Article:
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Sunday, July 31, 2011

Tragic unto kinetic

BERNARD KARGANILLA

‘The Bonifacios rendered the ultimate sacrifice of being killed at the hands of their erstwhile comrades in the Revolution.’

COME to think of it, we do have unique tourist spots in this country. Not anywhere near the likes of the Currywurst Museum in Berlin , Germany or the Cockroach Hall of Fame Museum in Plano, Texas, USA.

The Museum of the Holy Souls in Purgatory in Rome and the Sulabh International Museum of Toilets in New Delhi, India do probably attract the spiritual as well as the mundane. But the Casa Hacienda de Naic now part of the Naic Elementary School in Cavite may be of interest only to Filipinos. Why would visiting Americans from Seattle be concerned with the historic site connected with intrigues, betrayals and murders among Filipino revolutionaries in the 1890s?

The former Dominican Hacienda de San Isidro Labrador gained its Philippine significance when in April of 1897 the chief executive and leading light of the Revolution, Gat Andres Bonifacio, crafted the Acta de Naic (aka Naic Military Agreement), which re-affirmed the socio-political and combat goals of the 1896 Revolution, in this plantation house. This act by the KKK Supremo and Pangulo of the Republika ng Haringbayang Katagalugan was said to be one of the main justifications for the hero’s arrest, trial and execution at the hands of Generalissimo Emilio Aguinaldo.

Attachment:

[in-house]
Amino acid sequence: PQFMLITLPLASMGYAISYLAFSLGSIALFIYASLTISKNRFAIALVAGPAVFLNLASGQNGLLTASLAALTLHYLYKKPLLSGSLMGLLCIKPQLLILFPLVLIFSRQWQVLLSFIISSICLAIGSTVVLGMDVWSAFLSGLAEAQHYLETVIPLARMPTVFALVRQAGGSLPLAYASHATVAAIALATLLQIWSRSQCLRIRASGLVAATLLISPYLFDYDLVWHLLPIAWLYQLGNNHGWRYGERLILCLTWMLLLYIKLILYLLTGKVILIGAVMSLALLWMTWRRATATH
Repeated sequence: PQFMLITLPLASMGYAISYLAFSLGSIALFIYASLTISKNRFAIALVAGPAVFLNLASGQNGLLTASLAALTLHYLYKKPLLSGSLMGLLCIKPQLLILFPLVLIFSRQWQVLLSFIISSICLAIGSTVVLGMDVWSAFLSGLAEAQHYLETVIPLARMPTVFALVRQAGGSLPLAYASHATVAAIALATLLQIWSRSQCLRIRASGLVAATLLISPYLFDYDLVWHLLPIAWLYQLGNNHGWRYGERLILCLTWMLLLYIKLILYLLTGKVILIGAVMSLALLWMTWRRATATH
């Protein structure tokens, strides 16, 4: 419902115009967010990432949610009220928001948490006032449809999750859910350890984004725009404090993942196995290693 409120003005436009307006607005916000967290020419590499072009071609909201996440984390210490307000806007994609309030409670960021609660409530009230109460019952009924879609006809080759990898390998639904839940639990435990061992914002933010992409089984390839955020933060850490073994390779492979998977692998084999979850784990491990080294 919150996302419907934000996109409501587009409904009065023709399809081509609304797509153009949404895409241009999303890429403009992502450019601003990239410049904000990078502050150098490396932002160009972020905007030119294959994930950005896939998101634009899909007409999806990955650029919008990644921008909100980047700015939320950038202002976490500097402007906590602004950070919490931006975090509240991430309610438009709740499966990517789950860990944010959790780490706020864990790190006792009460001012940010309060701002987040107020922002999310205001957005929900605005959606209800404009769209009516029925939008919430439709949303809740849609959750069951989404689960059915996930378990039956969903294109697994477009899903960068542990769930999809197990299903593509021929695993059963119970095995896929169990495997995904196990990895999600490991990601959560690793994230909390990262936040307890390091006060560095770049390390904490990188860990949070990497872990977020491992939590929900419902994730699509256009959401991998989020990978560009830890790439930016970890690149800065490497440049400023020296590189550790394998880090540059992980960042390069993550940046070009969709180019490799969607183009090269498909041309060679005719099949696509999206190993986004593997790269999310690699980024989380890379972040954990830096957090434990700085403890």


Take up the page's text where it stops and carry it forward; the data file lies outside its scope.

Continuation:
Although the same place later hosted the establishment of the national Departments of Defense, Finance, Justice and Interior and Local Government, the bad mojo generated by the unjust execution of Bonifacio and his brother permeates. How can Aguinaldo’s "Cabinet of Reconciliation" that was formed in this Casa justify the killing of one of the founders of the Katipunan?

The touring Washingtonians might be mildly curious about the Naic Hacienda House as the site where the red Sun of Liberty flag was designed and approved as the banner of national unity. But can this Cavite historic spot compete for attention with the likes of the Dog Collar Museum, Leeds Castle, Kent in England?